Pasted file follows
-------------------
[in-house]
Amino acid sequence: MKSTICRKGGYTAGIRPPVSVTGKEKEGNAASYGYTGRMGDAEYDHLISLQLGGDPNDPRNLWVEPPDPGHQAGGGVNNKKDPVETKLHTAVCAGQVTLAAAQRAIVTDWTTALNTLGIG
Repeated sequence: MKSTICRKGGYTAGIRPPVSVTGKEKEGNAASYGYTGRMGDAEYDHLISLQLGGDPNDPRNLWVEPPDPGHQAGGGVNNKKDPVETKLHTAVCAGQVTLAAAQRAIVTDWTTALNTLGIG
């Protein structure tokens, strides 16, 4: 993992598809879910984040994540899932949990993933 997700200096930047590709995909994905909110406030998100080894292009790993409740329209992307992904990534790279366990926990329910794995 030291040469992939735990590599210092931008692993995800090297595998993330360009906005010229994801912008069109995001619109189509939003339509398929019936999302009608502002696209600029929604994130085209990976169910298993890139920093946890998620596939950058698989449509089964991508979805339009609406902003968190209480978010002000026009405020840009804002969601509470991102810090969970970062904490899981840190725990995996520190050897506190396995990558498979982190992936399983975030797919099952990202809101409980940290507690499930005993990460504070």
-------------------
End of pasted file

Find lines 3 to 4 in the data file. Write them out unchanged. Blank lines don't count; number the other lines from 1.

Repeated sequence: MKSTICRKGGYTAGIRPPVSVTGKEKEGNAASYGYTGRMGDAEYDHLISLQLGGDPNDPRNLWVEPPDPGHQAGGGVNNKKDPVETKLHTAVCAGQVTLAAAQRAIVTDWTTALNTLGIG
């Protein structure tokens, strides 16, 4: 993992598809879910984040994540899932949990993933 997700200096930047590709995909994905909110406030998100080894292009790993409740329209992307992904990534790279366990926990329910794995 030291040469992939735990590599210092931008692993995800090297595998993330360009906005010229994801912008069109995001619109189509939003339509398929019936999302009608502002696209600029929604994130085209990976169910298993890139920093946890998620596939950058698989449509089964991508979805339009609406902003968190209480978010002000026009405020840009804002969601509470991102810090969970970062904490899981840190725990995996520190050897506190396995990558498979982190992936399983975030797919099952990202809101409980940290507690499930005993990460504070």